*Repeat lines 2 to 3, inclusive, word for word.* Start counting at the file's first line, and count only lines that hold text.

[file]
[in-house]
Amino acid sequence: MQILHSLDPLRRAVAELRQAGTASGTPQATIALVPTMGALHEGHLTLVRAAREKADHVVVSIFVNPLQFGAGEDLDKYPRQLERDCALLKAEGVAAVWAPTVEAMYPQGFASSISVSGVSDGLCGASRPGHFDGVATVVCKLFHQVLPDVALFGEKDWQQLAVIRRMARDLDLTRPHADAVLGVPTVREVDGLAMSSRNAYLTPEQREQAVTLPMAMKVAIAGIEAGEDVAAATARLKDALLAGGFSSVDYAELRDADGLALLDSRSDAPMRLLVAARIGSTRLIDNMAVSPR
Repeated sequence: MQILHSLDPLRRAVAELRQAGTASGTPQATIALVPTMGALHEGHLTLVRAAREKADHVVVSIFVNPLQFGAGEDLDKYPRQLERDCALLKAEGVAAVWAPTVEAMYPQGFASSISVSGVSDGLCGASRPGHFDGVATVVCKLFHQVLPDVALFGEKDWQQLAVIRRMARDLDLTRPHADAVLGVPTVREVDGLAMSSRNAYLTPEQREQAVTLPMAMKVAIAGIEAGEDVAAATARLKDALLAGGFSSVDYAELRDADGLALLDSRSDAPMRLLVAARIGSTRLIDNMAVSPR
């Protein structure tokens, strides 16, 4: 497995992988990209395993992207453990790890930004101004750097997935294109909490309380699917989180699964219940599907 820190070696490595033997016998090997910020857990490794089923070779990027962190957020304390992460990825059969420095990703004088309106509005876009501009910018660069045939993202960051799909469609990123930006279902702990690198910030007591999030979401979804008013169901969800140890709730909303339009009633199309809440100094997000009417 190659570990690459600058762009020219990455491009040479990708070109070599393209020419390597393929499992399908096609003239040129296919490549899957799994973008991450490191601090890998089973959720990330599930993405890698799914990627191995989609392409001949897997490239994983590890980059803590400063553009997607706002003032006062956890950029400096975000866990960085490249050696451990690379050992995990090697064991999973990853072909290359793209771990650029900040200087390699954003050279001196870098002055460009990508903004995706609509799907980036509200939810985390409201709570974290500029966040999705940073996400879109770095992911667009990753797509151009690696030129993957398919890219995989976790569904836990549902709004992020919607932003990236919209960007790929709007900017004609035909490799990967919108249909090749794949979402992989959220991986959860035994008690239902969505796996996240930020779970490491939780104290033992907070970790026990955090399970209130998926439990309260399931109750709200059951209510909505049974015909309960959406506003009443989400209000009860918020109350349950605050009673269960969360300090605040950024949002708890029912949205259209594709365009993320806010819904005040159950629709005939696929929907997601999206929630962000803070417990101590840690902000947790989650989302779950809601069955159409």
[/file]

Amino acid sequence: MQILHSLDPLRRAVAELRQAGTASGTPQATIALVPTMGALHEGHLTLVRAAREKADHVVVSIFVNPLQFGAGEDLDKYPRQLERDCALLKAEGVAAVWAPTVEAMYPQGFASSISVSGVSDGLCGASRPGHFDGVATVVCKLFHQVLPDVALFGEKDWQQLAVIRRMARDLDLTRPHADAVLGVPTVREVDGLAMSSRNAYLTPEQREQAVTLPMAMKVAIAGIEAGEDVAAATARLKDALLAGGFSSVDYAELRDADGLALLDSRSDAPMRLLVAARIGSTRLIDNMAVSPR
Repeated sequence: MQILHSLDPLRRAVAELRQAGTASGTPQATIALVPTMGALHEGHLTLVRAAREKADHVVVSIFVNPLQFGAGEDLDKYPRQLERDCALLKAEGVAAVWAPTVEAMYPQGFASSISVSGVSDGLCGASRPGHFDGVATVVCKLFHQVLPDVALFGEKDWQQLAVIRRMARDLDLTRPHADAVLGVPTVREVDGLAMSSRNAYLTPEQREQAVTLPMAMKVAIAGIEAGEDVAAATARLKDALLAGGFSSVDYAELRDADGLALLDSRSDAPMRLLVAARIGSTRLIDNMAVSPR